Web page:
The past couple of days have seen considerable toing and froing over the government’s judicial overhaul plans. A compromise proposal by President Isaac Herzog was reported to have Prime Minister Benjamin Netanyahu’s consent, but this was immediately denied by the Likud party. Then, yesterday evening, Netanyahu called on Benny Gantz, leader of the opposition National Unity party, to enter into talks to reach a compromise on the issue, a call that Gantz rejected, saying that Netanyahu could not be relied upon, and in any case was captive to the interests of the extremists in his coalition.
The assessment by political commentators is that Netanyahu apparently hopes that talks will persuade the High Court of Justice to postpone hearings on petitions to strike down recent legislation partially enacting the government’s planned reforms and to force Minister of Justice Yariv Levin to convene the judicial selection committee in its current format (which he intends to change), and will present an appearance of consensus that might improve his chances of obtaining a meeting with US President Joe Biden. As for Gantz, compromise may not be in his interests, as his party is doing well in opinion polls.
What will be the effect on the shekel? The answer appears to depend on whether there is a real intention on the part of the government and opposition to restart negotiations on a compromise formula for the legal system. On Monday, the shekel weakened, at one point surpassing the NIS 3.82/$ level. Later in the day, it began to strengthen, as reports emerged of a new attempt by President Herzog to achieve a compromise, with Netanyahu’s support. The exchange rate against the US dollar fell below NIS 3.8, while against the euro the shekel was even firmer, with the rate falling a full percentage point to NIS 4.07/€, as the US dollar also strengthened against the euro.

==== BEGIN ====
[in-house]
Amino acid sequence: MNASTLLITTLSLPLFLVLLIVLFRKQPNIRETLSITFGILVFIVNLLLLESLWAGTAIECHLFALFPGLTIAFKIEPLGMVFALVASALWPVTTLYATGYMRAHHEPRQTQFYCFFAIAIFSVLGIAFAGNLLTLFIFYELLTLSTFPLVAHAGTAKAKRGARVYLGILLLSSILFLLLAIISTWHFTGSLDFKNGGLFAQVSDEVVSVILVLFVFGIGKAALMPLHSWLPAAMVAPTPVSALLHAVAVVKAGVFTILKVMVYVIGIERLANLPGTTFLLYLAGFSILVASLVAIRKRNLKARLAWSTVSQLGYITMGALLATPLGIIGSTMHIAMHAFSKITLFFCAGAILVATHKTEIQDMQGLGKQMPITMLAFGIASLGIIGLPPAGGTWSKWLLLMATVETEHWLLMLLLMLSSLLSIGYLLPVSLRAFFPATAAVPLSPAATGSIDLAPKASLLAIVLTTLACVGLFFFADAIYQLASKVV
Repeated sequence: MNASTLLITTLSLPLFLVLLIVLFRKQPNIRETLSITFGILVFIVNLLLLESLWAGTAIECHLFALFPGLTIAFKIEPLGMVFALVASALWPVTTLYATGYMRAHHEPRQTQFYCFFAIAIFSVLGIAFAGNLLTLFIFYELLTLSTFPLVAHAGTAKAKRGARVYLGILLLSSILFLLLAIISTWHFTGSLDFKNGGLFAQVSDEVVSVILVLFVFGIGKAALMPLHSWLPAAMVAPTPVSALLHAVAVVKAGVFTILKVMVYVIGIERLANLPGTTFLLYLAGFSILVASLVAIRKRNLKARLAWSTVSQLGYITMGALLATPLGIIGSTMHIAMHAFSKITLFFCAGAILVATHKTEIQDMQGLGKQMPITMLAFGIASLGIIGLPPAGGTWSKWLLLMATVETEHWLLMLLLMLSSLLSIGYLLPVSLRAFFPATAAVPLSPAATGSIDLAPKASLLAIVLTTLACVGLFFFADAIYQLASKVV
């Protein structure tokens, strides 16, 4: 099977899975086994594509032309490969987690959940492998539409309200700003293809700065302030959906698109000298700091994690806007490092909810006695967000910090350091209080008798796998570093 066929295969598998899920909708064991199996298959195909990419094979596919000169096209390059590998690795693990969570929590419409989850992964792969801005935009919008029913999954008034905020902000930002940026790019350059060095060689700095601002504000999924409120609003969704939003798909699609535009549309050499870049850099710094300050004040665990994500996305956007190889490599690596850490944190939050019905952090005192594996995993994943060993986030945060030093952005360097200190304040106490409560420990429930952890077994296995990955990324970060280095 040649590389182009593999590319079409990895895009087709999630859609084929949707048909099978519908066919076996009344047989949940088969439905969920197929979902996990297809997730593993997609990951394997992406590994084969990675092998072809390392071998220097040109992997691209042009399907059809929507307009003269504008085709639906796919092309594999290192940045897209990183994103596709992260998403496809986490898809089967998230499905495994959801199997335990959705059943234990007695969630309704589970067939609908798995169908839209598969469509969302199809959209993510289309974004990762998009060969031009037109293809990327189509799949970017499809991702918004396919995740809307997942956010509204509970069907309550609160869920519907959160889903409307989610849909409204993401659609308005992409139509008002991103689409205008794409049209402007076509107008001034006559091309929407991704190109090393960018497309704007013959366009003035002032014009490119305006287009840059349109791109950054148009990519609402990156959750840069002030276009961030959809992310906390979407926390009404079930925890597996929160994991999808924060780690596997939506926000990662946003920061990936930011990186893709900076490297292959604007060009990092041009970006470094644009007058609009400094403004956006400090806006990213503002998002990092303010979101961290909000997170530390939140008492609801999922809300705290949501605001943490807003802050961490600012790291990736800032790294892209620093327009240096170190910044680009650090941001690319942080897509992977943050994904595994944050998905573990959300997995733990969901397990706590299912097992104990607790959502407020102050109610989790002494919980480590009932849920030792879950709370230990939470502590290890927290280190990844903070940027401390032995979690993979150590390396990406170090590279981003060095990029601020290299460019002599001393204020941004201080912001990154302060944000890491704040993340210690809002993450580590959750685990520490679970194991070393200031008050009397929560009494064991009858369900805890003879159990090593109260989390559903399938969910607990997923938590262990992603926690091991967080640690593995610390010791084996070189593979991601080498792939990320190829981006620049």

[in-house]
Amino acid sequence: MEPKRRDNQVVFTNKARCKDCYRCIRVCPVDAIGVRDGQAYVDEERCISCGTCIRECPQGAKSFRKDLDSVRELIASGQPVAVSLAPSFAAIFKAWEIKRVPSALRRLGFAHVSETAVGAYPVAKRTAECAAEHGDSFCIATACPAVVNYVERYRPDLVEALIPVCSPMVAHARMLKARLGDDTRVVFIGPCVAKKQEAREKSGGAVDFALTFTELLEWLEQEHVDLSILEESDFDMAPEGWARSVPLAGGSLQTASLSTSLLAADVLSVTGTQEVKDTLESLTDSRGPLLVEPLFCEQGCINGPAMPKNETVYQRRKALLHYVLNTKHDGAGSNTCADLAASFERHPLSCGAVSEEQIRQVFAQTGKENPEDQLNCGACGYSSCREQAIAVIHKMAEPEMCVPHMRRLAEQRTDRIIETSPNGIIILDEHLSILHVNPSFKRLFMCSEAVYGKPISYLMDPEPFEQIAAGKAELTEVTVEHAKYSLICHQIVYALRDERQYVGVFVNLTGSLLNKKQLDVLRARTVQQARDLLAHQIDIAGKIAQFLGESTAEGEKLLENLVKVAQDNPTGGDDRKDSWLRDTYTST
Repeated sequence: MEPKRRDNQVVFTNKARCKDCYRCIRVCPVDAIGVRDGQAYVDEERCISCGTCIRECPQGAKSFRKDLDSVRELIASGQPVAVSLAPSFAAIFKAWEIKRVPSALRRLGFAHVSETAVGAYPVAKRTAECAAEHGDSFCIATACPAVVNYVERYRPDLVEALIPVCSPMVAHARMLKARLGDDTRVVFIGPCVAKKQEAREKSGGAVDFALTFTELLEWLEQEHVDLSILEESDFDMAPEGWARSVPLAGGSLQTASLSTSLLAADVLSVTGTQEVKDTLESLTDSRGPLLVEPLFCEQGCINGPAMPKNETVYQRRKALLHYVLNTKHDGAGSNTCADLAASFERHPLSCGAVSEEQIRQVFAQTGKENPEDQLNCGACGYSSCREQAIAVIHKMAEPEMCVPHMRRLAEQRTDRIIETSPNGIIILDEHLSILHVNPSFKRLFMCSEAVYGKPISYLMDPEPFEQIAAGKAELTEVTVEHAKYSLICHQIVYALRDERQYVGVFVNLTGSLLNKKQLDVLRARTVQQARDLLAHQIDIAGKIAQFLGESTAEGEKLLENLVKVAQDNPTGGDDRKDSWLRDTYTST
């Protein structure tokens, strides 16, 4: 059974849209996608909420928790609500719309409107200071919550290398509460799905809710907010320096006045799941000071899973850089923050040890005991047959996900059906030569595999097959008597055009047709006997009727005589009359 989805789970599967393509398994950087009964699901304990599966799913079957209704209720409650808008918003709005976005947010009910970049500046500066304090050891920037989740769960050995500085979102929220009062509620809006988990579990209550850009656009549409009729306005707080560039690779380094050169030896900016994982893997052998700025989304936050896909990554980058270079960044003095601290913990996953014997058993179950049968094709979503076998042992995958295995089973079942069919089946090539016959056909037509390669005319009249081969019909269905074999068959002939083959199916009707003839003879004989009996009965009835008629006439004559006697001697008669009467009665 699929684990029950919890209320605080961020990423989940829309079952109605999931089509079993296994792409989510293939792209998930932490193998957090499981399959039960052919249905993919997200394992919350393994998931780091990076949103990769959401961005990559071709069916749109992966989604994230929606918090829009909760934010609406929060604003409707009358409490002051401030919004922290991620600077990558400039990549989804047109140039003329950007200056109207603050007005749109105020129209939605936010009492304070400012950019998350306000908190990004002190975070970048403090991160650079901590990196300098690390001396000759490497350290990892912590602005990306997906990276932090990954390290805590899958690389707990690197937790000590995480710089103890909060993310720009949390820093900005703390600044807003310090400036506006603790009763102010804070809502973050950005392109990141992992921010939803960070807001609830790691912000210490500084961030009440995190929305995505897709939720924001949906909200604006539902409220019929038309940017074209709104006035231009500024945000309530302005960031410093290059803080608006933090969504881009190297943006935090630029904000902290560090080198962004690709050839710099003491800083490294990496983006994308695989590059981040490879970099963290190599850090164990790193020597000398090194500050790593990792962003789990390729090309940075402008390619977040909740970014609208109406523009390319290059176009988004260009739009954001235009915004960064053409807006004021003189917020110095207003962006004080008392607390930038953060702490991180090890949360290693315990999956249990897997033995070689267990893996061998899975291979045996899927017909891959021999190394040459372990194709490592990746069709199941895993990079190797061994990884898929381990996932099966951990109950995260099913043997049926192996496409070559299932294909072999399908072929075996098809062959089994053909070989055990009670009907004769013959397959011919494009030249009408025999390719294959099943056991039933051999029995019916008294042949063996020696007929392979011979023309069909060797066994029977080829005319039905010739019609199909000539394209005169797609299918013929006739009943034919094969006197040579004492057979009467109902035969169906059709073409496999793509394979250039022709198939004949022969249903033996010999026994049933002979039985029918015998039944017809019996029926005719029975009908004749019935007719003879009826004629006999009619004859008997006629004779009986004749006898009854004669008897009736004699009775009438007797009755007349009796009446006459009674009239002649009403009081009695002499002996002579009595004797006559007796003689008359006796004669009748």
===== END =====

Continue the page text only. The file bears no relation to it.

This is not the first time that the shekel has responded strongly to rumors of a possible compromise on the judicial reform issue. When President Herzog first called for compromise on the basis of an outline that he proposed, at the beginning of the crisis, the shekel strengthened by more than 2% against the dollar.
The volatility in the shekel is a substantial factor in fueling inflation. In the Bank of Israel’s interest rate announcement on Monday, the bank’s Monetary Committee stated, "The depreciation of the shekel in recent months has contributed to the increase in the rate of inflation and its development in the coming months will have an impact on inflation dynamics," the Bank of Israel Monetary Committee wrote.
In an interview with "Globes" after the latest interest rate decision, Yaron again stressed the connection between shekel exchange rates and the judicial reforms. "There is no doubt that, since the start of the year, the shekel has disconnected from the close connection it had with the financial markets abroad, and we see an excess depreciation of over 10%, which translates into excess inflation of 1.5%. It (the shekel) reflects the uncertainty that has grown in the economy and the risk premium that arises from the constitutional processes," he said.
It would appear, then, that the market yearns for a compromise on the judicial overhaul. Any statement on proposals and possible compromises from any source generates positive sentiment on the market, even if it is short-lived.
"Globes" asked market analysts what effect a compromise might have on the foreign exchange market, and to what extent the shekel might appreciate. They were reluctant to give specific numbers.
Ori Greenfeld, chief strategist at Psagot Investment House, says that it’s difficult to assess what effect positive developments on the political front might have on exchange rates. "The truth is that this is something difficult, and even impossible, to know, since there is no way of estimating the economic value of the currency at any given moment," he says.